Mindslaver, Academy Ruins, and supporting lands

This is a Mindslaver Lock.

  • Mindslaver controls an opponent's next turn — all actions and decision-making, short of conceding outright — completely.
  • Ten mana (produced by the double-tower "UrzaTron", in this example) is used to cast and activate Mindslaver.
  • Academy Ruins (and 1U to pay for the activation) is used to put Mindslaver back on top of the library, to be drawn and activated again next turn.
  • Since resetting Mindslaver costs a draw step, no additional win condition is necessary: you'll eventually just deck your opponent (similar to how Stasis decks operate).

This is one of the more powerful locks in competitive Magic (used in the Modern format, to be precise), since it denies your opponent the ability to attack, access their lands' mana, or cast any Sorcery-speed spells.

But how absolute of a lock is it, exactly?

Assuming the player who set up the Mindslaver lock is using all of their resources to maintain it (as shown in the graphic above), what recourse does the player under the lock have for escaping it once it's already in place?

  • 2
    Having no mana (since you tap all their lands when you control their turn) leaves then with very few options. There are free-to-cast cards, but you could waste them when you control their owner's turn. So that really only leaves abilities of cards on the 'field. Again, you could probably waste those too. Your biggest risk is the clock.
    – ikegami
    Commented Oct 22, 2015 at 3:28

2 Answers 2


The primary threat to the Mindslaver player is a free instant that cannot be wasted. The simplest example is if the opponent starts out with no cards in hand, and then draws Temporal Mastery followed by Force of Will, and they have fewer than 12 lands. The Mindslaver player cannot afford to give the opponent an extra turn outside of the lock, and they can't waste the spells by countering the Temporal Mastery with the Force of Will. But even if they tap all of the opponent's lands, the opponent can still counter the Mindslaver on the following turn, and spend at least one turn outside of the lock.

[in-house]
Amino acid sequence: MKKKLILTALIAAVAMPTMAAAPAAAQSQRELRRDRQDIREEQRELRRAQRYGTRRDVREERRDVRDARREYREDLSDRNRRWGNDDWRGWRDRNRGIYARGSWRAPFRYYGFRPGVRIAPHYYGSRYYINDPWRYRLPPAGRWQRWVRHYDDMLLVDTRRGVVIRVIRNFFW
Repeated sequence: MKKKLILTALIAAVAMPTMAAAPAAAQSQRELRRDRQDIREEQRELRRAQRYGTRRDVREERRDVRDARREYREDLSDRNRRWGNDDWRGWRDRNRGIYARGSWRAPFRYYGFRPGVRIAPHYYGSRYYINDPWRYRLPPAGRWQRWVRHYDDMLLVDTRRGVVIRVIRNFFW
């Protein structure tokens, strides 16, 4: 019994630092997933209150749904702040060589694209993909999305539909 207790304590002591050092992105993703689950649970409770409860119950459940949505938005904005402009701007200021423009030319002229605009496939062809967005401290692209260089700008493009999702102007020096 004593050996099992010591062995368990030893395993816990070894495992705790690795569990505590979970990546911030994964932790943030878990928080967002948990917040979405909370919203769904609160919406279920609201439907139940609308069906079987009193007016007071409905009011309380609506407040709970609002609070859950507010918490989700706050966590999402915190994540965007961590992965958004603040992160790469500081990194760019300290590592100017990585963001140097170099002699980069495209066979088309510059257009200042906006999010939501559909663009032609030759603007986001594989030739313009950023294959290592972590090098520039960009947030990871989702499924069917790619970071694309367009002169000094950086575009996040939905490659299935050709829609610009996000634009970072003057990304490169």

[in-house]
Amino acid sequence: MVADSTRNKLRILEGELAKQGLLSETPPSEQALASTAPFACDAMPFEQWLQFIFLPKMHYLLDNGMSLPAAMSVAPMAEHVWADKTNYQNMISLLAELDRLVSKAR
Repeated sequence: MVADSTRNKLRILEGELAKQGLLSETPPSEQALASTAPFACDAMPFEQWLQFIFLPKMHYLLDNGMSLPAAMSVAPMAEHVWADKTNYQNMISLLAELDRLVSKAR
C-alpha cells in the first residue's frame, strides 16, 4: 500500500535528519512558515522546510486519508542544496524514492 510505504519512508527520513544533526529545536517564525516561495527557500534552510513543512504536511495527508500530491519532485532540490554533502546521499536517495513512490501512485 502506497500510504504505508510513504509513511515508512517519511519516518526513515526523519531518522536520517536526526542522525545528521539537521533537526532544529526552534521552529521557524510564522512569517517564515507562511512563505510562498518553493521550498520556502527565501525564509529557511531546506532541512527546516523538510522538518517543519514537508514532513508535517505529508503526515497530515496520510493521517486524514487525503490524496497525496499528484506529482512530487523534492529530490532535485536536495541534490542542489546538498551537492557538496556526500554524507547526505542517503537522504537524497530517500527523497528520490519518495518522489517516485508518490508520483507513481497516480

Here, you can replace Temporal Mastery with any blue spell that either has no legal targets during the opponent's turn or cannot be cast without severely damaging the lock. Alternatively, Force of Will can be replaced with another free counterspell such as Foil or Thwart. If the opponent is very lucky, they could even draw Commandeer and two blue spells that the Mindslaver player doesn't want cast. If the Mindslaver player is using all of their resources to maintain the lock, even Daze can break it. Even Pact of Negation would work, because the opponent would be able to choose to pay the cost on their turn.

Note that of the spells mentioned, only Commandeer and Pact of Negation are Modern legal (along with Temporal Mastery, but that's kind of tangential).


Any of the following will put a clock on:

Any of the following can put a clock on:

Also, although it wouldn't escape the lock, the lock would not automatically beat Platinum Angel or 8 graveyard-to-library cards in the hand/library that the lockee can't cast.

  • 1
    It's not in modern, but Chronatog would mean you could skip your next turn during your opponent's turn each time, so you would never get a turn and they would simply draw and use Mindslaver each turn, resulting in a draw.
    – Nick
    Commented Oct 22, 2015 at 17:16

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